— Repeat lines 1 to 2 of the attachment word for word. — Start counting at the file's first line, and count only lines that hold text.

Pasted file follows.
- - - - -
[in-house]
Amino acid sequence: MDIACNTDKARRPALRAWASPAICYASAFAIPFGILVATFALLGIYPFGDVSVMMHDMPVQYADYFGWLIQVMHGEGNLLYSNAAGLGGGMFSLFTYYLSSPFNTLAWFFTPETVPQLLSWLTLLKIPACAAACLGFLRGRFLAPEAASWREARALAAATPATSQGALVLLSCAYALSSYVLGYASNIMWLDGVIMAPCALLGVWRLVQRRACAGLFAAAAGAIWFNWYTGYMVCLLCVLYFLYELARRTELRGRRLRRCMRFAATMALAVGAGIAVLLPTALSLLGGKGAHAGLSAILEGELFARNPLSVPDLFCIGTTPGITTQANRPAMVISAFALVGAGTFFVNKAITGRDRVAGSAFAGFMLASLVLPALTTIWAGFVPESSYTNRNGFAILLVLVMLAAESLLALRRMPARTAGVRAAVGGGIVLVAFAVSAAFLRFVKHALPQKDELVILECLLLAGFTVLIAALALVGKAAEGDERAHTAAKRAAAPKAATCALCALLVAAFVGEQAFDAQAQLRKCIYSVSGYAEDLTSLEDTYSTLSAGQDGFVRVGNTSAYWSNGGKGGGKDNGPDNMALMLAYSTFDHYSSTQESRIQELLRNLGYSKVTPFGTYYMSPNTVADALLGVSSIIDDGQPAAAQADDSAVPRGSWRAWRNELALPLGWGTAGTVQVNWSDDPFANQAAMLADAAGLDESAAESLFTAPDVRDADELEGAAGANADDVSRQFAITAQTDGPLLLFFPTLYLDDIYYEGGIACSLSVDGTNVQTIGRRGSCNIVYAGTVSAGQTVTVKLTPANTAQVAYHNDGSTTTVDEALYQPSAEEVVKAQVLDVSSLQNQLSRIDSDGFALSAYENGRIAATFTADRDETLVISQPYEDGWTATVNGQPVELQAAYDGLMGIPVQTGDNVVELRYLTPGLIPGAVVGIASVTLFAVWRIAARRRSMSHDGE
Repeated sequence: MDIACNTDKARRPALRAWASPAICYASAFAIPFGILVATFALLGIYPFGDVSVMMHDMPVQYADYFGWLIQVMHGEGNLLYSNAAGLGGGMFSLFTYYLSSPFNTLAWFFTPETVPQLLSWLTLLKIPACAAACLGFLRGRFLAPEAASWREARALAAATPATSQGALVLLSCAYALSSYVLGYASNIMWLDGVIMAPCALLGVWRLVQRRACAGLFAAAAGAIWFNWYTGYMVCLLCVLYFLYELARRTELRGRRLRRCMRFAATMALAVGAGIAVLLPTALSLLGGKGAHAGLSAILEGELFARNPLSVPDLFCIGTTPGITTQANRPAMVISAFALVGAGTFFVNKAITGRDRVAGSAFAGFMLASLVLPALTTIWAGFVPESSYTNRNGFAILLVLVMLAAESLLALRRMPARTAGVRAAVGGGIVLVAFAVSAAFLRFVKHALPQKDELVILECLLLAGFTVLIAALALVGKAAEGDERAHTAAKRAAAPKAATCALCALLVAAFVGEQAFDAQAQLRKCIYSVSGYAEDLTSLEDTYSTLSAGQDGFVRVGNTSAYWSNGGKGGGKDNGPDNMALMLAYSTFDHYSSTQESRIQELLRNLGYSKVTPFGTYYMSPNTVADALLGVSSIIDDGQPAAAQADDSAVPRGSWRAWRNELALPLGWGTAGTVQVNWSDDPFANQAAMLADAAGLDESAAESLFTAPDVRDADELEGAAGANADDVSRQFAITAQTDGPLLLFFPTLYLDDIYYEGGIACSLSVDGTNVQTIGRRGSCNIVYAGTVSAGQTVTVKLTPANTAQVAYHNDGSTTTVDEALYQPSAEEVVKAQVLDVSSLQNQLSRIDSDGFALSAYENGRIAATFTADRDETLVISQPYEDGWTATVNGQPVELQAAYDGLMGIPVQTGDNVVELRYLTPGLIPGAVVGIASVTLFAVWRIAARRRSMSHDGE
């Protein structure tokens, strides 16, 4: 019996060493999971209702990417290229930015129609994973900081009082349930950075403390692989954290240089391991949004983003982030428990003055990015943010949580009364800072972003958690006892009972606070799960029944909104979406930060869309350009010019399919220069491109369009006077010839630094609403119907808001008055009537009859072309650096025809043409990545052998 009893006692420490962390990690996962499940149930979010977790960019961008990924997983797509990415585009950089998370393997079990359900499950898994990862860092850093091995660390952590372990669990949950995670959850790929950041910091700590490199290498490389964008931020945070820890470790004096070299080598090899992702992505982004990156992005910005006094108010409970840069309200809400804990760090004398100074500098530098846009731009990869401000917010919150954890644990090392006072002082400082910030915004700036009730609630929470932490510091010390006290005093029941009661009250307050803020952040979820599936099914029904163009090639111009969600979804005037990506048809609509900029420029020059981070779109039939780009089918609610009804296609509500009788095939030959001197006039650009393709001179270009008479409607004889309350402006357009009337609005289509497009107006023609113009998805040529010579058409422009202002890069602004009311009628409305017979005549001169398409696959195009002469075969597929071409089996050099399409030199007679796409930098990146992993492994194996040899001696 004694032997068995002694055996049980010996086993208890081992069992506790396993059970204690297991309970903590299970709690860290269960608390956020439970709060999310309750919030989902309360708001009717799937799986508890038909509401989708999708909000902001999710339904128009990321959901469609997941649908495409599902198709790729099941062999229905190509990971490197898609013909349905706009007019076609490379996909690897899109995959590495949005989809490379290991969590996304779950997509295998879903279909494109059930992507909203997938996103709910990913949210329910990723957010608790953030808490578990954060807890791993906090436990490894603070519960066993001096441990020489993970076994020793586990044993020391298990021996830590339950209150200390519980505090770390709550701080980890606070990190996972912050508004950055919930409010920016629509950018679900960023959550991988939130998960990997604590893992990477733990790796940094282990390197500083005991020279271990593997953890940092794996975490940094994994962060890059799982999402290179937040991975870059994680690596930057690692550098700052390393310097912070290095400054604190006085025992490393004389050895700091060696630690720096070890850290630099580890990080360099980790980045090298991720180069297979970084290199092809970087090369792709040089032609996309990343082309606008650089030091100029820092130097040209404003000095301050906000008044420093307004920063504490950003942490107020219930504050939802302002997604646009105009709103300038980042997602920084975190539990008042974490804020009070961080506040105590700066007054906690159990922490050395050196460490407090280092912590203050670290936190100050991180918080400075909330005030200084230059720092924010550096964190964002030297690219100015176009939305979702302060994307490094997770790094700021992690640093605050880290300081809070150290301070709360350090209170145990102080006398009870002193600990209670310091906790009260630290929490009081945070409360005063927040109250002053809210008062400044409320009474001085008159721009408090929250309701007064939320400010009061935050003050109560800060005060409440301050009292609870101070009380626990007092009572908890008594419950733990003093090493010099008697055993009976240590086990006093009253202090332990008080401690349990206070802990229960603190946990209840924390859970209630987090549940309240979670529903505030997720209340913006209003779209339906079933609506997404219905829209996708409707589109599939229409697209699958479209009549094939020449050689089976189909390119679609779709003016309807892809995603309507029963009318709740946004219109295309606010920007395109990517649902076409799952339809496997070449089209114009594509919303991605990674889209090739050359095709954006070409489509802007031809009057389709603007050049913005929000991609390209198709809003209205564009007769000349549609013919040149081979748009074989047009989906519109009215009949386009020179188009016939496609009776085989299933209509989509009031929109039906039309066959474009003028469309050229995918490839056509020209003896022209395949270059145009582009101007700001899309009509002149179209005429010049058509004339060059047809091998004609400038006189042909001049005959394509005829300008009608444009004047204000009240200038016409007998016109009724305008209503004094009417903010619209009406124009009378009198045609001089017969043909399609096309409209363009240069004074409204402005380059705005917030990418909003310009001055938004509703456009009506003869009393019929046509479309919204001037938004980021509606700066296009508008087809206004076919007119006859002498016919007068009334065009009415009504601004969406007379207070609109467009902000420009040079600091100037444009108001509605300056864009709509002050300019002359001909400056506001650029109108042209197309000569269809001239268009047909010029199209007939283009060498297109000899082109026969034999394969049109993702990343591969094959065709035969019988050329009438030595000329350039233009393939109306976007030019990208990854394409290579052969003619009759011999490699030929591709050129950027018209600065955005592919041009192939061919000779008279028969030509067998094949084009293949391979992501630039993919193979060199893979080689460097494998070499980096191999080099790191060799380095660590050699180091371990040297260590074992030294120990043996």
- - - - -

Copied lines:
[in-house]
Amino acid sequence: MDIACNTDKARRPALRAWASPAICYASAFAIPFGILVATFALLGIYPFGDVSVMMHDMPVQYADYFGWLIQVMHGEGNLLYSNAAGLGGGMFSLFTYYLSSPFNTLAWFFTPETVPQLLSWLTLLKIPACAAACLGFLRGRFLAPEAASWREARALAAATPATSQGALVLLSCAYALSSYVLGYASNIMWLDGVIMAPCALLGVWRLVQRRACAGLFAAAAGAIWFNWYTGYMVCLLCVLYFLYELARRTELRGRRLRRCMRFAATMALAVGAGIAVLLPTALSLLGGKGAHAGLSAILEGELFARNPLSVPDLFCIGTTPGITTQANRPAMVISAFALVGAGTFFVNKAITGRDRVAGSAFAGFMLASLVLPALTTIWAGFVPESSYTNRNGFAILLVLVMLAAESLLALRRMPARTAGVRAAVGGGIVLVAFAVSAAFLRFVKHALPQKDELVILECLLLAGFTVLIAALALVGKAAEGDERAHTAAKRAAAPKAATCALCALLVAAFVGEQAFDAQAQLRKCIYSVSGYAEDLTSLEDTYSTLSAGQDGFVRVGNTSAYWSNGGKGGGKDNGPDNMALMLAYSTFDHYSSTQESRIQELLRNLGYSKVTPFGTYYMSPNTVADALLGVSSIIDDGQPAAAQADDSAVPRGSWRAWRNELALPLGWGTAGTVQVNWSDDPFANQAAMLADAAGLDESAAESLFTAPDVRDADELEGAAGANADDVSRQFAITAQTDGPLLLFFPTLYLDDIYYEGGIACSLSVDGTNVQTIGRRGSCNIVYAGTVSAGQTVTVKLTPANTAQVAYHNDGSTTTVDEALYQPSAEEVVKAQVLDVSSLQNQLSRIDSDGFALSAYENGRIAATFTADRDETLVISQPYEDGWTATVNGQPVELQAAYDGLMGIPVQTGDNVVELRYLTPGLIPGAVVGIASVTLFAVWRIAARRRSMSHDGE